Julia Coston published the first fashion magazine for Black women, ” Ringwood’s Afro-American Journal of Fashion in 1891.” Coston was born in 1863 on Ringwood’s Farm in Warrenton, Virginia. Her family migrated from their southern plantation home to Washington, D.C., following the Civil War. In Washington, she spent much of her postbellum childhood in school, […]

Charlene Mitchell ran as a Presidential Candidate for the Communist Party USA in the 1968 Presidential elections. This election would make Mitchell the first African American to run for US President. Shirley Chisholm became the first black major-party candidate to run for Present of the United States, in the 1972 U.S. Presidential election. Mitchell was […]

Documentation of influential people in African-American history is extremely important for generations to come. Most people will know well-known names such as Harriet Tubman, Frederick Douglass and Dr. Martin Luther King Jr. However, it is important to learn about other great leaders who are not as well-known but have help pave the way as well. […]

Joseph Douglass was the grandson of famed Abolitionist, Frederick Douglass and also a groundbreaking violinist. He was the first nationally-recognized black concert violinist. Douglass was born in the Anacostia area of Washington D.C. in 1869 to Charles and Mary Elizabeth Douglass. At a young age, he took up playing the violin. He received his formal […]

On the morning of July 9, 1918, what was called a critical human error occurred and caused 126 people to lose their lives and 57 injured. Eighty percent of those who lost their lives were African Americans. Early that day, Train No. 4 of the Nashville, Chattanooga, and St. Louis Railway Company was scheduled to […]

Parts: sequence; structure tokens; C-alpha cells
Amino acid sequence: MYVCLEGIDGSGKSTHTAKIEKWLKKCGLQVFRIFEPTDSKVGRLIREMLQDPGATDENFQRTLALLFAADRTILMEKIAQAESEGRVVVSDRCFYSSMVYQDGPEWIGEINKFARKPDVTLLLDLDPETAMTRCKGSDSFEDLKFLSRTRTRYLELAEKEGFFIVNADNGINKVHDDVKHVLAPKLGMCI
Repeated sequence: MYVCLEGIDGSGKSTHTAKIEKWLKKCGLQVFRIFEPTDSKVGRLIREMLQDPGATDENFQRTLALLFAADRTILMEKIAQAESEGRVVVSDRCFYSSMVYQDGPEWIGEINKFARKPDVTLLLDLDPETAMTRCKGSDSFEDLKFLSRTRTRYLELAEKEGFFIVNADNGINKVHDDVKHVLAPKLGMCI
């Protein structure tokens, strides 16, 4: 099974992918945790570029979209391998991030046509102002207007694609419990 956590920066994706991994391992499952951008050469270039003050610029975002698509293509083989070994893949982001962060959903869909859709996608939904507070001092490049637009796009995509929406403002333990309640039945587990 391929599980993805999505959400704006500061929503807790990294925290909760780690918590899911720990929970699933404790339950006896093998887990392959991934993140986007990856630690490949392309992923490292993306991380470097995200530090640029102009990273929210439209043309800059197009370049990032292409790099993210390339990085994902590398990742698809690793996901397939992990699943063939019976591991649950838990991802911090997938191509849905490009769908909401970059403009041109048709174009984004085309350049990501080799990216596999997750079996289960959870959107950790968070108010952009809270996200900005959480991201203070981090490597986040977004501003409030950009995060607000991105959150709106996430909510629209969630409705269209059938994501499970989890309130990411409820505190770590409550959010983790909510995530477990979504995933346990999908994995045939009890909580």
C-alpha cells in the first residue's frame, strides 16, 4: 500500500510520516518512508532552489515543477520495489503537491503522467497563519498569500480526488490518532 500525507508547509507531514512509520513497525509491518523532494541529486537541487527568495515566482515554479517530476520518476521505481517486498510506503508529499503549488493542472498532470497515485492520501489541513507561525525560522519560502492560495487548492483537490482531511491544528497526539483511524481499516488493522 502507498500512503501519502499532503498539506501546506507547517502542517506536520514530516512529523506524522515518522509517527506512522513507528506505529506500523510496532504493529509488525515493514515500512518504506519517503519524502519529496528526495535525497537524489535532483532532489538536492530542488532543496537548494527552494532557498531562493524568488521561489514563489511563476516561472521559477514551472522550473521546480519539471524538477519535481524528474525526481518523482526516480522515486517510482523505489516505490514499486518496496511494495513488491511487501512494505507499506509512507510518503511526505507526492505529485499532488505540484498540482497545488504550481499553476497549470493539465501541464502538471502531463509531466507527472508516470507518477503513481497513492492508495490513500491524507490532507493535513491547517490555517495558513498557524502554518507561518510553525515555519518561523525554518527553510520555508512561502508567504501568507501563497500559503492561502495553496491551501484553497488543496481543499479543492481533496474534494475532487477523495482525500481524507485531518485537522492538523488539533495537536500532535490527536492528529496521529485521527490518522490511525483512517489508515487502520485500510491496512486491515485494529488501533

Most people are amazed when they learn that a slave by the name of #Abraham Galloway became a senator of North Carolina. He was one of the first #black men elected to serve in the North Carolina Senate. A 70th highway historical marker was placed in New Hanover County, North Carolina in honor of #Galloway. […]

When BiDil was approved by the Food and Drug Administration (FDA) in 2005 it was put on the market to only treat heart failure in African Americans. When the medication was tested in clinical trials, it was found that black people with heart failure showed significant improvement with their symptoms and BiDil significantly decreased their […]

There is no such thing as Negro health… the health of the American Negro is not a separate racial problem to be met by special segregated setups or dealt with on a dual standard basis, but is an American problem which should be adequately and equitably handled by the identical agencies and met with the […]

Dr. George Sanford Burruss established the Burruss Sanitarium in 1901. The hospital was for blacks in the South and was complete with twenty-seven rooms, modern equipment, and a staff of twelve black physicians and a proper training department for nurses. Burruss was born in Lavonia, Georgia, in Franklin County, in 1865. His early education was […]

“It is our duty to fight for our freedom. It is our duty to win. We must love each other and support each other. We have nothing to lose but our chains.” Assata Shakur was born JoAnne Deborah Byron on July 16, 1947, in Jamaica, Queens, New York City. Her early educational career took a […]

Don Benning was the first black faculty member at the University of Omaha. He was a groundbreaker in academics as well as sports. Benning was the youngest of five children to Mary and Erdie Benning. He grew up in Omaha where he attended Omaha North High and wrestled on the school’s team. He also played […]

As football season approach, it is important to reflect upon the greatest African-American men who have paved the way for the young athletes of today. One of the greatest men in the National Football League was #Fritz Pollard. Pollard was the first African-American head coach in the National Football League. A sportswriter ranked Pollard as […]

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